Here in New York we’ve recommended that important Premium Names have public interest commitments attached. (Note: The city has set aside 3,069 names for consideration as premium names, some of which have little baring on the civic good such as 777.nyc and zero.nyc. We support auctioning these names.)

Public Interest Commitments will vary, perhaps requiring that hotels.nyc fairly present all the city’s hotels and that news.nyc and sports.nyc be based on local content. The New York Internet Society and Connecting.nyc Inc. organized a panel last December that suggested a PIC Oversight Board to delve into the intricacies of the allocation process.

Premium Names are a cornerstone of a successful city-TLD design plan. London seems to have taken its lead from General Motors’ chief Charles Erwin Wilson, saying (excuse our paraphrase) “What’s good for domain name sales is good for our city”. We await Mayor de Blasio’s plan.

 

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Introducing dotNYC Explorer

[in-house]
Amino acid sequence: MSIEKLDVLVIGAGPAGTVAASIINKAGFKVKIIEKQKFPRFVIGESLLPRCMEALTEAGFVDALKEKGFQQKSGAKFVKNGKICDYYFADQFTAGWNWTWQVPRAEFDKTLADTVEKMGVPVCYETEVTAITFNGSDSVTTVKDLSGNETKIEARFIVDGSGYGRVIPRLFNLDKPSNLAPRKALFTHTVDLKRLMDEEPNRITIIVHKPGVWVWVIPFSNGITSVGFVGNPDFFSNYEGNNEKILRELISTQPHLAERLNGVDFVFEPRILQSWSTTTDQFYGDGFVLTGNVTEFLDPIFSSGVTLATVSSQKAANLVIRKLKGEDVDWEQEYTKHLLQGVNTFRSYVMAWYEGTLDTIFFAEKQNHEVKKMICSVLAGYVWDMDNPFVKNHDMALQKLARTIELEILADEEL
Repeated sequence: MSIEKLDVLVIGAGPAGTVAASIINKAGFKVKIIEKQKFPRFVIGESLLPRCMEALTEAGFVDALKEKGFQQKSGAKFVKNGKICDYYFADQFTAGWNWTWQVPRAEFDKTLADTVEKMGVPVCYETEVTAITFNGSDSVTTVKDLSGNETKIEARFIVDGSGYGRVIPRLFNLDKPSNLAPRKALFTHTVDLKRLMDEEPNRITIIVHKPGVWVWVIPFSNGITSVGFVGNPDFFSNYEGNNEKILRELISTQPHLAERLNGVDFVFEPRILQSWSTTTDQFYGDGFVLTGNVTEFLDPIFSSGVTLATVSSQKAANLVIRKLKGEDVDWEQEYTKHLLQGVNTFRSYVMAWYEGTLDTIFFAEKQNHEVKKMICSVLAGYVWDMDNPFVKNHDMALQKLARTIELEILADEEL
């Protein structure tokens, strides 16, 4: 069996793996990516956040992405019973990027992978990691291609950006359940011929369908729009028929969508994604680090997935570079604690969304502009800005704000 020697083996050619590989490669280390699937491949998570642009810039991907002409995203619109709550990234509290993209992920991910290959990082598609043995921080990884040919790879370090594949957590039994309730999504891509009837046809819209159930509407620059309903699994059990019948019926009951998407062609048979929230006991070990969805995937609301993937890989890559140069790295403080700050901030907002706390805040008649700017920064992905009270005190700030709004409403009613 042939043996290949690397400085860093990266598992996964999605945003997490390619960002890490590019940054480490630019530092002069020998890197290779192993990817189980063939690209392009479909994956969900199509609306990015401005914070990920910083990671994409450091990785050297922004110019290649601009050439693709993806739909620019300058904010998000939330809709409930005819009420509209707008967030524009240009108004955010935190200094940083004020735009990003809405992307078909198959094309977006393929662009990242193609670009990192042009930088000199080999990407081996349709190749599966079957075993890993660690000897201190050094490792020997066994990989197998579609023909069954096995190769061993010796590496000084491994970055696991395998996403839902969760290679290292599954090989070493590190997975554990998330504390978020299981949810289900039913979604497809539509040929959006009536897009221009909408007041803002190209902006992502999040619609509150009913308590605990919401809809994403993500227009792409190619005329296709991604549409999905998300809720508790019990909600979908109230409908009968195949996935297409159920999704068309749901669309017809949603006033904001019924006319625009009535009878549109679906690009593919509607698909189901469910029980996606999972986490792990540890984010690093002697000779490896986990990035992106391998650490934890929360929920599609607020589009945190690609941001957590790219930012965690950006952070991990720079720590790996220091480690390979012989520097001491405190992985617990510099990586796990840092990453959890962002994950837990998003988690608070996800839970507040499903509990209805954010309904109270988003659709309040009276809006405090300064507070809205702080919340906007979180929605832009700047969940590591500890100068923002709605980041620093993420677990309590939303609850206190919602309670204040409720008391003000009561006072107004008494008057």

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dotNYC Explorer #1Jackson Hts., New York, July 9, 2015 – Joel Natividad of Ontondia.com put together a dotNYC Explorer based on information on .nyc registrants provided by DoITT, the city agency with oversight of the .nyc TLD. Take a look.

It’s a great tool. Here are a couple of hints for getting the most out of Explorer:

  • When you get to Explorer’s birthplace on Beta.nyc, you’ll see the summary page, like the one above. Click on the blue “Launch Website” button on the left and interact with the live data on the tableau.com website. (While on Beta.nyc take a look around. Beta is a great civic organization, consider getting involved.)